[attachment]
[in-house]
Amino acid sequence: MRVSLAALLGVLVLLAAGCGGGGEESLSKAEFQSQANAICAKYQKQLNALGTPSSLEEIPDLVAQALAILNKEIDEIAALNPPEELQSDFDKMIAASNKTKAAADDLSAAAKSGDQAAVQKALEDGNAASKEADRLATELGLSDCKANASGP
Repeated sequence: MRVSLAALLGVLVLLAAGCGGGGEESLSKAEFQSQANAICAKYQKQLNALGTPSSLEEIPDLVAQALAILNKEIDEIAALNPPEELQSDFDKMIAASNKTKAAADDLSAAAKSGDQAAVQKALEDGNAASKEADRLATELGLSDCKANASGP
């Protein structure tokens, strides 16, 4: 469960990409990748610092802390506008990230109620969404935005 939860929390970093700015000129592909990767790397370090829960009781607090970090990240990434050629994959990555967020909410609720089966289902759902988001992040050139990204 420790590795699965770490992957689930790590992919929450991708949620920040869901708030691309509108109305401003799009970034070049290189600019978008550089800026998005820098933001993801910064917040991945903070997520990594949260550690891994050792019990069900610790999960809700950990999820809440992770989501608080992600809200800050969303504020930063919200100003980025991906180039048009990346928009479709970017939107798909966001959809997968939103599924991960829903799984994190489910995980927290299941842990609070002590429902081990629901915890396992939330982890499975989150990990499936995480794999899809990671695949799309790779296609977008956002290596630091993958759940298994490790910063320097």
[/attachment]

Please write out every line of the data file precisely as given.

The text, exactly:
[in-house]
Amino acid sequence: MRVSLAALLGVLVLLAAGCGGGGEESLSKAEFQSQANAICAKYQKQLNALGTPSSLEEIPDLVAQALAILNKEIDEIAALNPPEELQSDFDKMIAASNKTKAAADDLSAAAKSGDQAAVQKALEDGNAASKEADRLATELGLSDCKANASGP
Repeated sequence: MRVSLAALLGVLVLLAAGCGGGGEESLSKAEFQSQANAICAKYQKQLNALGTPSSLEEIPDLVAQALAILNKEIDEIAALNPPEELQSDFDKMIAASNKTKAAADDLSAAAKSGDQAAVQKALEDGNAASKEADRLATELGLSDCKANASGP
């Protein structure tokens, strides 16, 4: 469960990409990748610092802390506008990230109620969404935005 939860929390970093700015000129592909990767790397370090829960009781607090970090990240990434050629994959990555967020909410609720089966289902759902988001992040050139990204 420790590795699965770490992957689930790590992919929450991708949620920040869901708030691309509108109305401003799009970034070049290189600019978008550089800026998005820098933001993801910064917040991945903070997520990594949260550690891994050792019990069900610790999960809700950990999820809440992770989501608080992600809200800050969303504020930063919200100003980025991906180039048009990346928009479709970017939107798909966001959809997968939103599924991960829903799984994190489910995980927290299941842990609070002590429902081990629901915890396992939330982890499975989150990990499936995480794999899809990671695949799309790779296609977008956002290596630091993958759940298994490790910063320097």